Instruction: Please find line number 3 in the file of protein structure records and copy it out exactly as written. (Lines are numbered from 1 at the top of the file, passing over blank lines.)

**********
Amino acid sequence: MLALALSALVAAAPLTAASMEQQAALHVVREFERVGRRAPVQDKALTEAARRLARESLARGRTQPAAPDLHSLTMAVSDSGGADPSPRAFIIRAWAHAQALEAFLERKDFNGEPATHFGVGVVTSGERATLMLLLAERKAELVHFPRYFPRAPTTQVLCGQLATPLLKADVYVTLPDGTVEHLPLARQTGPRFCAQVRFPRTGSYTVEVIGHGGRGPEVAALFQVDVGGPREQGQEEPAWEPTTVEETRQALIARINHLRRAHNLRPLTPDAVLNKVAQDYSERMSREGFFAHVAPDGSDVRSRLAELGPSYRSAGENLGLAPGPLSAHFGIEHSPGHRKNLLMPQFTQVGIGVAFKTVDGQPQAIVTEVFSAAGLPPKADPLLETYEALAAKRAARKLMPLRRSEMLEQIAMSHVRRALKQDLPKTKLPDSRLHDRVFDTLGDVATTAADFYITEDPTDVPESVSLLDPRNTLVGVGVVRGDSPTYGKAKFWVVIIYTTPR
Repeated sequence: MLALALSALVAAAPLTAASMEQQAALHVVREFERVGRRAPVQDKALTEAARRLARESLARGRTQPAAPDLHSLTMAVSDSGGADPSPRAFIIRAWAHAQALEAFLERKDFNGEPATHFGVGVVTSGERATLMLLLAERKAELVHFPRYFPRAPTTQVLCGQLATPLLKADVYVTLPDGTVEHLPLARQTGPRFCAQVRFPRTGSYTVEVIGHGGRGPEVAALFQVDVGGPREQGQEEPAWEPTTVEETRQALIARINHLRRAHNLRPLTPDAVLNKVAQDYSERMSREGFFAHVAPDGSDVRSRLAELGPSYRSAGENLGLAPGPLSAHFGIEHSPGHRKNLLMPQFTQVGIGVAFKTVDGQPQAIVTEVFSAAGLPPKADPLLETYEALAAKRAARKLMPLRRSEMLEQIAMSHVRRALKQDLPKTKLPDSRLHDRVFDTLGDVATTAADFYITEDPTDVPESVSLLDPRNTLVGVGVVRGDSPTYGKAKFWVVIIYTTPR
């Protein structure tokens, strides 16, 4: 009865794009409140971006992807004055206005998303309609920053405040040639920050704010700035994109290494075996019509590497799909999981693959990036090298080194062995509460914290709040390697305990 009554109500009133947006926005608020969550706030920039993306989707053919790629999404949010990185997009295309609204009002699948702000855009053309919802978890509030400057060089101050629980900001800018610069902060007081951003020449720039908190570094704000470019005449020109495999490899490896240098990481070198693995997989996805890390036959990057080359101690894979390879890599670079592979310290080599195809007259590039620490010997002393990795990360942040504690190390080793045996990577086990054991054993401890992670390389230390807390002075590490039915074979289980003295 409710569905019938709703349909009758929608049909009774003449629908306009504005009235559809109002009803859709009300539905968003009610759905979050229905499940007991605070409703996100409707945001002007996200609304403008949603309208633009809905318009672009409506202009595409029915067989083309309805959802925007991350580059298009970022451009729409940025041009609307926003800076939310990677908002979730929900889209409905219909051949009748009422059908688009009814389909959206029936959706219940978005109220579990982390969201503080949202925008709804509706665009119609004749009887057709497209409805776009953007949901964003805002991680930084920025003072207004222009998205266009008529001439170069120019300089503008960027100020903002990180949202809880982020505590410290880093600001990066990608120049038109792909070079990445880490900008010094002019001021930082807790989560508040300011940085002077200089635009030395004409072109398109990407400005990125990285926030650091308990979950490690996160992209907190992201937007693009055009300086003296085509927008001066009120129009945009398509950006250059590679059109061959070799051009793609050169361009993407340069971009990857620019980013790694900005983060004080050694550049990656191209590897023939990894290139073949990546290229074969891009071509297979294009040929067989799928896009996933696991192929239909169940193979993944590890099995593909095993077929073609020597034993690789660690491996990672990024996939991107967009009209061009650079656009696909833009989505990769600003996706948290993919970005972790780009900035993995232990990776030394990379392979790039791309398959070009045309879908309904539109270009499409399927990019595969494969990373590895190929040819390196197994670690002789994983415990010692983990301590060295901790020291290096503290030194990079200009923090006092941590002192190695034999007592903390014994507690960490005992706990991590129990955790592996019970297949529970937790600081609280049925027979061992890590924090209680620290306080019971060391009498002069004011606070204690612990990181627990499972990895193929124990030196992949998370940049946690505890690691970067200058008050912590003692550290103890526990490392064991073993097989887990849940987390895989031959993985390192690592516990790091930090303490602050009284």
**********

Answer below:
């Protein structure tokens, strides 16, 4: 009865794009409140971006992807004055206005998303309609920053405040040639920050704010700035994109290494075996019509590497799909999981693959990036090298080194062995509460914290709040390697305990 009554109500009133947006926005608020969550706030920039993306989707053919790629999404949010990185997009295309609204009002699948702000855009053309919802978890509030400057060089101050629980900001800018610069902060007081951003020449720039908190570094704000470019005449020109495999490899490896240098990481070198693995997989996805890390036959990057080359101690894979390879890599670079592979310290080599195809007259590039620490010997002393990795990360942040504690190390080793045996990577086990054991054993401890992670390389230390807390002075590490039915074979289980003295 409710569905019938709703349909009758929608049909009774003449629908306009504005009235559809109002009803859709009300539905968003009610759905979050229905499940007991605070409703996100409707945001002007996200609304403008949603309208633009809905318009672009409506202009595409029915067989083309309805959802925007991350580059298009970022451009729409940025041009609307926003800076939310990677908002979730929900889209409905219909051949009748009422059908688009009814389909959206029936959706219940978005109220579990982390969201503080949202925008709804509706665009119609004749009887057709497209409805776009953007949901964003805002991680930084920025003072207004222009998205266009008529001439170069120019300089503008960027100020903002990180949202809880982020505590410290880093600001990066990608120049038109792909070079990445880490900008010094002019001021930082807790989560508040300011940085002077200089635009030395004409072109398109990407400005990125990285926030650091308990979950490690996160992209907190992201937007693009055009300086003296085509927008001066009120129009945009398509950006250059590679059109061959070799051009793609050169361009993407340069971009990857620019980013790694900005983060004080050694550049990656191209590897023939990894290139073949990546290229074969891009071509297979294009040929067989799928896009996933696991192929239909169940193979993944590890099995593909095993077929073609020597034993690789660690491996990672990024996939991107967009009209061009650079656009696909833009989505990769600003996706948290993919970005972790780009900035993995232990990776030394990379392979790039791309398959070009045309879908309904539109270009499409399927990019595969494969990373590895190929040819390196197994670690002789994983415990010692983990301590060295901790020291290096503290030194990079200009923090006092941590002192190695034999007592903390014994507690960490005992706990991590129990955790592996019970297949529970937790600081609280049925027979061992890590924090209680620290306080019971060391009498002069004011606070204690612990990181627990499972990895193929124990030196992949998370940049946690505890690691970067200058008050912590003692550290103890526990490392064991073993097989887990849940987390895989031959993985390192690592516990790091930090303490602050009284």